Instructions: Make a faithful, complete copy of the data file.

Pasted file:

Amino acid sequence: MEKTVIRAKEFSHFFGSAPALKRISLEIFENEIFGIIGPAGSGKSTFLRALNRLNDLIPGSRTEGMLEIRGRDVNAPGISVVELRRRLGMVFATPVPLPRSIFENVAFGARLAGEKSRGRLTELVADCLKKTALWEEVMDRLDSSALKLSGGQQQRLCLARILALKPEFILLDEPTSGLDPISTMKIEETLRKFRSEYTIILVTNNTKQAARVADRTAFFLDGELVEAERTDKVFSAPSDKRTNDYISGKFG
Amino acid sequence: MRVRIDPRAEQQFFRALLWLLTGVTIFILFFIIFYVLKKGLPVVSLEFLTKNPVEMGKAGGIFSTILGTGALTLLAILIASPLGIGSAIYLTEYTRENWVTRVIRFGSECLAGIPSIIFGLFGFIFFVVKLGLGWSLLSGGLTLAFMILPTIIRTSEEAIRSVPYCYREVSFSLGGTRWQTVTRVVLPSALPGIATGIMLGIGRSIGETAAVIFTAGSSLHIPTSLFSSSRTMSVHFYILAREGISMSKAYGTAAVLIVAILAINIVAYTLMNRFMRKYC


Amino acid sequence: MEKTVIRAKEFSHFFGSAPALKRISLEIFENEIFGIIGPAGSGKSTFLRALNRLNDLIPGSRTEGMLEIRGRDVNAPGISVVELRRRLGMVFATPVPLPRSIFENVAFGARLAGEKSRGRLTELVADCLKKTALWEEVMDRLDSSALKLSGGQQQRLCLARILALKPEFILLDEPTSGLDPISTMKIEETLRKFRSEYTIILVTNNTKQAARVADRTAFFLDGELVEAERTDKVFSAPSDKRTNDYISGKFG
Amino acid sequence: MRVRIDPRAEQQFFRALLWLLTGVTIFILFFIIFYVLKKGLPVVSLEFLTKNPVEMGKAGGIFSTILGTGALTLLAILIASPLGIGSAIYLTEYTRENWVTRVIRFGSECLAGIPSIIFGLFGFIFFVVKLGLGWSLLSGGLTLAFMILPTIIRTSEEAIRSVPYCYREVSFSLGGTRWQTVTRVVLPSALPGIATGIMLGIGRSIGETAAVIFTAGSSLHIPTSLFSSSRTMSVHFYILAREGISMSKAYGTAAVLIVAILAINIVAYTLMNRFMRKYC